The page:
The first thing you need to know about sturgeon is that they’ve been around for a VERY long time – about 170 million years, give or take a million. The second is that they have a very long lifespan and can live for up to 100 years. A close third is their maximum potential size and weight, with records showing evidence of 20-foot long, 1,500-pound sturgeon. The fourth thing – and the most astonishing – is that this amazing species is one of over 25 sturgeon species in the world, and like many of them, it is listed as endangered.
That’s why this summer Earth Rangers is supporting research, led by the British Columbia Ministry of Forests, Lands, Natural Resources Operations and Rural Development, into the endangered Kootenay white sturgeon population. As part of their annual white sturgeon monitoring program, the research will help scientists monitor the small remaining wild population, as well as gain a better understanding of how well the hatchery-introduced sturgeon are doing.
Large…but maybe not in charge
So how could such a long-lived species reach the point that it’s endangered? After all, the white sturgeon we know today survived the Cretaceous-Tertiary Mass Extinction, the famed death of the dinosaurs. They’ve also experienced a landscape change or two, including the formation of the Rocky Mountains, the Ice Age and changes in the flow of Kootenay River.
Fast forward 60 million years or so, it wasn’t until more recent times – and more human incursion – that the Kootenay white sturgeon population began to seriously decline. Major habitat changes date back to the 1950s and mid-1960s, when intensive farming altered the river and flood plain, and 1972 when the Libby Dam was completed in Montana. With this piece of infrastructure in place, river flow and water temperature changed downstream, leading to less than ideal spawning conditions and fewer overall resources to keep the population healthy.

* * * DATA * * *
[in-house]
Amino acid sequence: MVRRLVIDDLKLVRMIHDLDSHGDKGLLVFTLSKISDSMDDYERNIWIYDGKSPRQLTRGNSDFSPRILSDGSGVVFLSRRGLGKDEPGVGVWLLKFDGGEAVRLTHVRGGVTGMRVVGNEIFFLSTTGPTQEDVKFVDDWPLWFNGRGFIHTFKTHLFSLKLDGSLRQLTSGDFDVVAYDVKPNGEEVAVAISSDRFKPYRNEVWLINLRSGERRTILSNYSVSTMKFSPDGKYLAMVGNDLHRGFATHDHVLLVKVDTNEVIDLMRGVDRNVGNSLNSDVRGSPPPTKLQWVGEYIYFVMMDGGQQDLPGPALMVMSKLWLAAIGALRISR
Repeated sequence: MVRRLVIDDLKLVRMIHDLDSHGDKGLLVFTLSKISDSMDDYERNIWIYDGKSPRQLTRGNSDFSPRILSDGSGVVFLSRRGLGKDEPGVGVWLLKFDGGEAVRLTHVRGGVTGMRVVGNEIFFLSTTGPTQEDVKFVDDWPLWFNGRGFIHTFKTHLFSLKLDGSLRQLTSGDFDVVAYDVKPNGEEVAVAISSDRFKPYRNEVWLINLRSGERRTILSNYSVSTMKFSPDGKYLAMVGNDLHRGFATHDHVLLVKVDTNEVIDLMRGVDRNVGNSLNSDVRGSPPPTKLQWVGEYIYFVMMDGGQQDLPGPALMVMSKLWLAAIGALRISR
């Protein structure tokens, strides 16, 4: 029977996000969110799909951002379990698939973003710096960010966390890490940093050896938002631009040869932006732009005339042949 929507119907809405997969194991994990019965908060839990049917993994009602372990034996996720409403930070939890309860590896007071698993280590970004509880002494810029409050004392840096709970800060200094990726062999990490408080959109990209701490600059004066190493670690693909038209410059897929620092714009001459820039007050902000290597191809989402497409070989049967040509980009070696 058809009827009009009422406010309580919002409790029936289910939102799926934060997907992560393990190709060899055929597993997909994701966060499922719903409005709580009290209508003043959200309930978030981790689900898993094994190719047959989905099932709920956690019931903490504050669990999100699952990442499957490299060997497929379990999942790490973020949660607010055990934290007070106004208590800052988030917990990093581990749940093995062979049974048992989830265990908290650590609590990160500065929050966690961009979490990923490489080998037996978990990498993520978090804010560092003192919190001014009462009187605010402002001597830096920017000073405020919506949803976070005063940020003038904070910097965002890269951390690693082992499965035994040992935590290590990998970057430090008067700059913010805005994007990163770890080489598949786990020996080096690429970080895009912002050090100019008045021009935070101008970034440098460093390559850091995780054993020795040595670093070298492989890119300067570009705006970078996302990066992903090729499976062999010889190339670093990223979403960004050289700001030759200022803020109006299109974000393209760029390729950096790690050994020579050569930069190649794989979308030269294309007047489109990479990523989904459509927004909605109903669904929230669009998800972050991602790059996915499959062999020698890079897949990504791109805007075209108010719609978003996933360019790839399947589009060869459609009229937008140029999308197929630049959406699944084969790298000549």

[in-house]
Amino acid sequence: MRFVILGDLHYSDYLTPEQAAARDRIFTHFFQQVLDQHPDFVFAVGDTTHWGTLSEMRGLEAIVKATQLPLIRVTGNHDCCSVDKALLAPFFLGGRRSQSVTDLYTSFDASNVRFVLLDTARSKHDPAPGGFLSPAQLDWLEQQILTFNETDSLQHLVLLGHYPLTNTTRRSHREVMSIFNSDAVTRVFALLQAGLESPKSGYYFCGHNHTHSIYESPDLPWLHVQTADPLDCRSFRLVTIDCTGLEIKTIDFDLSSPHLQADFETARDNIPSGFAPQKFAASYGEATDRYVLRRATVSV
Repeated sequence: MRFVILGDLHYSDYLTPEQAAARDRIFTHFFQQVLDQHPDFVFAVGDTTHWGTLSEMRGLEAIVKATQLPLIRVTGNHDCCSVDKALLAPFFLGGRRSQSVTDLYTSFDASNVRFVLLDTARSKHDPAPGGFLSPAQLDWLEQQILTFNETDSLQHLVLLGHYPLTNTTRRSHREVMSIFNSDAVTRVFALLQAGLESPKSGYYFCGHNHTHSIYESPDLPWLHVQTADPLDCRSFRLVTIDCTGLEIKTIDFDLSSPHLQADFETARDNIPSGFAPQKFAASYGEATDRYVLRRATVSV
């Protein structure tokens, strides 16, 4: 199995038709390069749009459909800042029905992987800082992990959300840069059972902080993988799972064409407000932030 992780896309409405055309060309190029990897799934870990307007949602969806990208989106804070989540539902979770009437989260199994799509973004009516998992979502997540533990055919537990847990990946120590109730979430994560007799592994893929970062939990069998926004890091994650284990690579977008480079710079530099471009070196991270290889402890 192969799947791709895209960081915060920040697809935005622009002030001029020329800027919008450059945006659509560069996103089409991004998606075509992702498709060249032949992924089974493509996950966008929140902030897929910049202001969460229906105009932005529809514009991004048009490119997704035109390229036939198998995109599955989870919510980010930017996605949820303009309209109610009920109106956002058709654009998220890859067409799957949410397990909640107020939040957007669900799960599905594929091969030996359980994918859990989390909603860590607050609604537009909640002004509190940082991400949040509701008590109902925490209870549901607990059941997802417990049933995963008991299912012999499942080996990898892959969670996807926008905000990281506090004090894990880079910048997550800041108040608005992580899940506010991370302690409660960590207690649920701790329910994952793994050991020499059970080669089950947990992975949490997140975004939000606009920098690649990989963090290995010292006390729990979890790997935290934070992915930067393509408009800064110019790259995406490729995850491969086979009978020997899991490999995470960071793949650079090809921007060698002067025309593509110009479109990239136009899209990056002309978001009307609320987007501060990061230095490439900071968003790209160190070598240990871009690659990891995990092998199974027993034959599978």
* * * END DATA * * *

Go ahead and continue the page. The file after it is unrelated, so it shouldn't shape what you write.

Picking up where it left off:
Bringing back a dinosaur
Since the 1970s, the Government of British Columbia, the Kootenai Tribe of Idaho, Idaho Department of Fish and Game, the U.S. Fish and Wildlife Service, the Bonneville Power Administration and many other partners have been collaborating to develop methods to improve habitat for sturgeon spawn, as well as maintain sturgeon numbers and genetic diversity. In addition to working together to minimize the effects of the Libby Dam, rehabilitate in-river habitats and monitor the population, the team has helped supplement the endangered wild sturgeon population with the release of over 280,000 hatchery-reared juveniles into Kootenay River and Kootenay Lake.
The Ministry of Forests, Lands, Natural Resource Operations and Rural Development white sturgeon project we’re supporting ties into this work by evaluating the health and distribution of the hatchery population, as well as identifying any wild juveniles in the system. Through monitoring and analysis, scientists will continue to optimize the times, locations and numbers of hatchery-reared juvenile sturgeon that are released, while gaining critical insights into the overall health of the Kootenay population.
Over the next few months, expect to see a lot more info on different kinds of monitoring and sampling efforts, all designed to help this amazing fish survive another 170 million years.
And last but not least, one of the easiest ways you can support this critical work is by symbolically adopting a sturgeon – find more about it in our E-store.
Generously supported by: